Being a director in a company does not necessarily stop you from holding shares in other companies. However, should your company transact with another company in which you have a shareholding stake and from which you could potentially benefit, it becomes important that you disclose such financial interest to your co-directors, even if you can’t influence the transaction.
As a director of a company, you have certain fiduciary responsibilities towards the company, which includes disclosing financial interests that may have a bearing on your position as director. In this regard section 75 of the Companies Act 71 of 2008 (“Act”) specifically obligates directors of a company to inform their co-directors when they have a financial interest in any transaction or decisions that the board of directors are privy to. Not only does this provision ensure transparency as a key element of any resolution the board of directors take, but it also establishes guidelines for directors to fulfill their fiduciary duty and uphold good practices in their corporate role. The Act even requires that a director disclose an instance where a person related to the director, such as a family member, has a personal financial interest in the topic or decision at hand.
But what exactly is a “personal financial interest”? The Act indicates that a personal financial interest is any direct material interest (either financial, monetary or economic) where a monetary value can be attributed to the interest the director receives or could receive. The Act excludes interests that a director may hold in a unit trust or collective investment scheme, unless that director has direct control over that fund or decisions.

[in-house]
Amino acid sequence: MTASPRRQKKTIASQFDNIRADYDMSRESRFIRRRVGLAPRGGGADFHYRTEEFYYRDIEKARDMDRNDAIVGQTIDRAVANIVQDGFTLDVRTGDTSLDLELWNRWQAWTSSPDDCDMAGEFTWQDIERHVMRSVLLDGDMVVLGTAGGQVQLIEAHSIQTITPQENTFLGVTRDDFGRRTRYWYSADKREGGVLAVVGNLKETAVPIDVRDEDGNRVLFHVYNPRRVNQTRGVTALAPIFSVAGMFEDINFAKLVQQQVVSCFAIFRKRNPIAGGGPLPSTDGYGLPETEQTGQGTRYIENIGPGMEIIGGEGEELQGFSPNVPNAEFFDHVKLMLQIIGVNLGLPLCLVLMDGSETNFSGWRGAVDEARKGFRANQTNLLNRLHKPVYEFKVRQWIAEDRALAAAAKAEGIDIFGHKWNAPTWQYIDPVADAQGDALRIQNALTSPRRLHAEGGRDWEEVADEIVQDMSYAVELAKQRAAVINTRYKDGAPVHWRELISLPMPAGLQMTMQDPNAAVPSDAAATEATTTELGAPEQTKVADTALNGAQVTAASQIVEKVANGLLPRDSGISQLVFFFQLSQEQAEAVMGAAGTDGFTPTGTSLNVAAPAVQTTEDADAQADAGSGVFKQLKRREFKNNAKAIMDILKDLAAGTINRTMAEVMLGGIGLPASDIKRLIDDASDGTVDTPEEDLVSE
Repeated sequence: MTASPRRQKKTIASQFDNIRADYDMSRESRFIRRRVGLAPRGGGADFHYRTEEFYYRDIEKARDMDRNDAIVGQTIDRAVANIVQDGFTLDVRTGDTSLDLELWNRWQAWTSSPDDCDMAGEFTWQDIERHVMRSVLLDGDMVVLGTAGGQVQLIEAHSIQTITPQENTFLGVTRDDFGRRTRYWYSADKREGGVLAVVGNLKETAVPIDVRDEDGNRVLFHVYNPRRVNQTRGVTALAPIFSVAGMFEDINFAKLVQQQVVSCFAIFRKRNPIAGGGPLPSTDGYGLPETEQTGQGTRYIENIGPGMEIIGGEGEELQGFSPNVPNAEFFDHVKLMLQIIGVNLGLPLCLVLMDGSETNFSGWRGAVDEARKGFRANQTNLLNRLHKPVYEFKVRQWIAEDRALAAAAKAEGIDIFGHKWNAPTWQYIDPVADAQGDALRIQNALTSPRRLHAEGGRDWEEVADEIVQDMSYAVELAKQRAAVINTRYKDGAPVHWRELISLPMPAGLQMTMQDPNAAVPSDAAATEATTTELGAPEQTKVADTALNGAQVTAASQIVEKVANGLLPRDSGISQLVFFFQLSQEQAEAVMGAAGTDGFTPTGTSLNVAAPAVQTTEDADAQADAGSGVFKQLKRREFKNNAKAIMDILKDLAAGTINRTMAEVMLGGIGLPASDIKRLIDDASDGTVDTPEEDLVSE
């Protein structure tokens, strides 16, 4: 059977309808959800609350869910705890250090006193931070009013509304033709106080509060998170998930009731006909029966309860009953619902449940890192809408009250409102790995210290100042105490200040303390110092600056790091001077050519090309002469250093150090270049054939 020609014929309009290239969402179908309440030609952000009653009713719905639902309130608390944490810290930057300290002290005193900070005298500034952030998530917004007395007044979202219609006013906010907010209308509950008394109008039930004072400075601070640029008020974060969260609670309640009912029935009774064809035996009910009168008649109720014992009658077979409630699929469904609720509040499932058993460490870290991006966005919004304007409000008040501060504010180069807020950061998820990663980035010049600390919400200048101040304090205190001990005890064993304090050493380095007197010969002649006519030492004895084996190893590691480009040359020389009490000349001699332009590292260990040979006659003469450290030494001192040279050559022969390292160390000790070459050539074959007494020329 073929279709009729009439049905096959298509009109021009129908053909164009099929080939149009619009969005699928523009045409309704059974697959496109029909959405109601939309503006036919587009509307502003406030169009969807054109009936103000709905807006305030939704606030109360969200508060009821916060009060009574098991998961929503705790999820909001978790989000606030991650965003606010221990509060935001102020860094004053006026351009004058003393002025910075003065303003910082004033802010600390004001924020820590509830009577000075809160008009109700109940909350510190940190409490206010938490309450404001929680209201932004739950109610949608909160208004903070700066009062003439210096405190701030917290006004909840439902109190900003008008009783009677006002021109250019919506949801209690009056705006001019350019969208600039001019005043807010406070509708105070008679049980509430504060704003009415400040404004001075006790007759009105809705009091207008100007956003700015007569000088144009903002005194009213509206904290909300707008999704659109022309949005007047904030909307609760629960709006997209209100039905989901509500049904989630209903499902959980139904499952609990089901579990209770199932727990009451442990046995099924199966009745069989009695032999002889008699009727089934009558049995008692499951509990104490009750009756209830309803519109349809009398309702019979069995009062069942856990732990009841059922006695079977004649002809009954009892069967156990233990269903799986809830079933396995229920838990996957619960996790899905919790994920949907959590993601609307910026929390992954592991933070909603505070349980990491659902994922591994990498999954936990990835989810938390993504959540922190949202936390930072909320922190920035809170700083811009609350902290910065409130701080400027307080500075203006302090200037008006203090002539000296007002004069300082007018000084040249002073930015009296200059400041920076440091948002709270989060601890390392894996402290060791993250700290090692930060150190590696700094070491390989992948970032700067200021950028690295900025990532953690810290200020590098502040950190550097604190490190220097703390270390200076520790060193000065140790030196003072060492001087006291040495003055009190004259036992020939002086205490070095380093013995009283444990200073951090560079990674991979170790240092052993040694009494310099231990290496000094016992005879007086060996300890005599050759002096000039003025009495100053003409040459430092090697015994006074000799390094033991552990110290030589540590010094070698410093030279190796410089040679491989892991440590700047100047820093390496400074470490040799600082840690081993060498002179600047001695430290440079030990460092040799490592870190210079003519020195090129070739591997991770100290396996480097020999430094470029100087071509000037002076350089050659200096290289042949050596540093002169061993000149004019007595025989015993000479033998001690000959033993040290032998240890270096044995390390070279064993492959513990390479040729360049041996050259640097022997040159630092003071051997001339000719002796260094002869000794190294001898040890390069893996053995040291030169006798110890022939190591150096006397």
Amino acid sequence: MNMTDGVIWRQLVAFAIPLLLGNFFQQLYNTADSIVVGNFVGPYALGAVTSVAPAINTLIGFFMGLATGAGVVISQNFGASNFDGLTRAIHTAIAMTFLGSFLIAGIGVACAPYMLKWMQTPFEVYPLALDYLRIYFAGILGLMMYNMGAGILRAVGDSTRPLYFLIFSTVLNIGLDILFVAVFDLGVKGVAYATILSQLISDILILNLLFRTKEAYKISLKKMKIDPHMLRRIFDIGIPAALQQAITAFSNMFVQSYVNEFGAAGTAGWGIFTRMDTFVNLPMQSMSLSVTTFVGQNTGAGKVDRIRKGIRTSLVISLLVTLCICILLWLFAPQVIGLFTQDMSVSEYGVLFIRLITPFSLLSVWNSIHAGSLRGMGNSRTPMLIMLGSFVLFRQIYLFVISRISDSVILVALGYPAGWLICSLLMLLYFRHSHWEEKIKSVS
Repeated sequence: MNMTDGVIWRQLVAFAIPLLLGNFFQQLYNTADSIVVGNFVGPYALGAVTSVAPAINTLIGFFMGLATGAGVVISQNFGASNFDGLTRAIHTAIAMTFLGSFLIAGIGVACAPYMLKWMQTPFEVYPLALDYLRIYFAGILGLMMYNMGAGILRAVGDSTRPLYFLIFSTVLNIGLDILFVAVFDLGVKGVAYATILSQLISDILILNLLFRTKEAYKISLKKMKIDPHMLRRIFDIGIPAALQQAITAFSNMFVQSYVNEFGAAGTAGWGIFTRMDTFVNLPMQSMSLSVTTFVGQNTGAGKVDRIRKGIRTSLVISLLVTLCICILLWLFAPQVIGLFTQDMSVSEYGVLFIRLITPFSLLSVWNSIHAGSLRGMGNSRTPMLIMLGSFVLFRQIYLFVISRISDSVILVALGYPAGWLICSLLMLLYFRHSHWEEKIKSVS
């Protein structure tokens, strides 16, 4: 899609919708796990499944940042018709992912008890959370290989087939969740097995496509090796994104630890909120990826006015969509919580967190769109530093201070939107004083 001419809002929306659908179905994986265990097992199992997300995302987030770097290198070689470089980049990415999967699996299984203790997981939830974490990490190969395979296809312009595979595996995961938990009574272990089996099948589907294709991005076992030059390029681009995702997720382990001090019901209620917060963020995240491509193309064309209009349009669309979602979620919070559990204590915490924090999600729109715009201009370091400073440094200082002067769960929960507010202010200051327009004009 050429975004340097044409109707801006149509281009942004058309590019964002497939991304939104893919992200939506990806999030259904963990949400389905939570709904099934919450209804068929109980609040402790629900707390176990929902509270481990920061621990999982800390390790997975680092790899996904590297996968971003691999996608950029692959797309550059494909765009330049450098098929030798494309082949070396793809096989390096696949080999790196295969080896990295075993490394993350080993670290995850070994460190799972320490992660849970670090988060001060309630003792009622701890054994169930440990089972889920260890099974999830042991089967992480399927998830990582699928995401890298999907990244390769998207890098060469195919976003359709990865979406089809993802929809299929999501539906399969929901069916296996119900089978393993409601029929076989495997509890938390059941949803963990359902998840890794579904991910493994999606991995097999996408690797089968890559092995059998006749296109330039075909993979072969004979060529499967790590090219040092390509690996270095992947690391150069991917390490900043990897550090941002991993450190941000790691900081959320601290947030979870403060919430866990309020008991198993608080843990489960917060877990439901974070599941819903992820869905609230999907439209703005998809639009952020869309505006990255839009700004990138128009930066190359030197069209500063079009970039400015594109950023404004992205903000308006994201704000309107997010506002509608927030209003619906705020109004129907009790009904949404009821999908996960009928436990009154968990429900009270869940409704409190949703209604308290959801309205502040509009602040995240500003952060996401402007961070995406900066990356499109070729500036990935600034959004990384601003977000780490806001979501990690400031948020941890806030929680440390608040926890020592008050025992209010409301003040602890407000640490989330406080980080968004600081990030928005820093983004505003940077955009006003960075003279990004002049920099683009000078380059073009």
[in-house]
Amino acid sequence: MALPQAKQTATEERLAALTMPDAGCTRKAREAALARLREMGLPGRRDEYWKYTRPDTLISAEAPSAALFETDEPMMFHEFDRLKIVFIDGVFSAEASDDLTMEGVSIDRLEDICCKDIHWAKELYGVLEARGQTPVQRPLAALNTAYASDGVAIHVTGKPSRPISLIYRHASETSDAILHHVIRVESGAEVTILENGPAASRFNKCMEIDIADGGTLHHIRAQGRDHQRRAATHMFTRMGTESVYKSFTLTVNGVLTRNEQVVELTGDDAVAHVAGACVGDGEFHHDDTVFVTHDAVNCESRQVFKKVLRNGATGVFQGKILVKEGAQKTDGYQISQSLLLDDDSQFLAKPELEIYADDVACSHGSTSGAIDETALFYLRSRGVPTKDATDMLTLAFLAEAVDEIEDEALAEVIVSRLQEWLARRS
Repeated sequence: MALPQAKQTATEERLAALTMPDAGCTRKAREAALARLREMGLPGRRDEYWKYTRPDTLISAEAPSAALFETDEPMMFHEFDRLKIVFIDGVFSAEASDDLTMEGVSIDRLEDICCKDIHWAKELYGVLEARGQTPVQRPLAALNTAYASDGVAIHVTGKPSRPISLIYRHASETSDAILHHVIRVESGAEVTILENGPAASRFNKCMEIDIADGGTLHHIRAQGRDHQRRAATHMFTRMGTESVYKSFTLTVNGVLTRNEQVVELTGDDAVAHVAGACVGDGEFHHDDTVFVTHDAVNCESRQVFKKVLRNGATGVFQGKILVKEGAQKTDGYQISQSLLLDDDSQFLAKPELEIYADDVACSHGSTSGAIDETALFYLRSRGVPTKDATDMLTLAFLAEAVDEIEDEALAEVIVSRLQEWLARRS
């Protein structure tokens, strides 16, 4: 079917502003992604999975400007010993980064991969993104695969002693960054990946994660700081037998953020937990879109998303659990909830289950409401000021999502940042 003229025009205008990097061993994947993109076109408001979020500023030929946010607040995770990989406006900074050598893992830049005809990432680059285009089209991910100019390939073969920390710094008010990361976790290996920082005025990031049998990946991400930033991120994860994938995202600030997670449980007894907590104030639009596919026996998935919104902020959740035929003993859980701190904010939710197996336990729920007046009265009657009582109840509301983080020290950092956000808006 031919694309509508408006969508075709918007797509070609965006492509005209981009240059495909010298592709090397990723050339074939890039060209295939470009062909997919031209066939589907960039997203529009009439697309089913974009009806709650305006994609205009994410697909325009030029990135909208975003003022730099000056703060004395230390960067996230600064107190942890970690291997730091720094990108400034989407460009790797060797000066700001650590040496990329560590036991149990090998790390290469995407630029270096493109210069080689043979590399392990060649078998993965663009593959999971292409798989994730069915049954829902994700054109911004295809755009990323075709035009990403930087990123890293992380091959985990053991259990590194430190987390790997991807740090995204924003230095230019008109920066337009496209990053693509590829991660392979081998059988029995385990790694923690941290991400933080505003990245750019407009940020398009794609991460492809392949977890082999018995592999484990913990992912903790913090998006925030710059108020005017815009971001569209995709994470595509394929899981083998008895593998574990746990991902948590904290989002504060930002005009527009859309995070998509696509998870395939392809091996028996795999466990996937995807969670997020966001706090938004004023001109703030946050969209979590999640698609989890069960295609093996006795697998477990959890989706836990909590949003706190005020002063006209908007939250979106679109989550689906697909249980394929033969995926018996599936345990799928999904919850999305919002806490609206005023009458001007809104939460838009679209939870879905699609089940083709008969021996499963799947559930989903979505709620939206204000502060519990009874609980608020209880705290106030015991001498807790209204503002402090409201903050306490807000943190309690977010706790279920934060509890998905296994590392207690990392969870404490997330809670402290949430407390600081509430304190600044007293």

So, assuming there is a potential personal financial interest, when and how must the conflicted director disclose this personal financial interest to his co-directors? The Act determines that a director with a personal financial interest, or a director that is related to someone with a financial interest, must disclose this fact to the other directors during the meeting where the specific matter relating to the personal financial interest is discussed. This disclosure can either be in writing or verbal, and must include the material information relevant to the topic at hand. After the director has disclosed his financial interest, he must recuse himself from the discussion before the board discusses the matter. The Act also makes it clear that a conflicted director will not be allowed to vote on any decision relating to the topic or transaction that he, or someone related to him, has a personal financial interest in.
Failing to properly disclose such a personal financial interest, could result in the resolution taken by the board of directors, being regarded as invalid. The Act does however give the board of directors and the shareholders of the company the right to ratify the subsequent delayed proper disclosure by either one of two ways. The first option is that the shareholders ratify the disclosure of the director’s personal financial interest in retrospect. The second option is that a competent court of law can declare the resolution as valid.
As a director, however, it is best not to create such issues and risk breaching your fiduciary duties and rather ensure that any personal financial interest is disclosed. If you are unsure whether an interest should be disclosed, you should obtain legal advice and so err on the side of caution.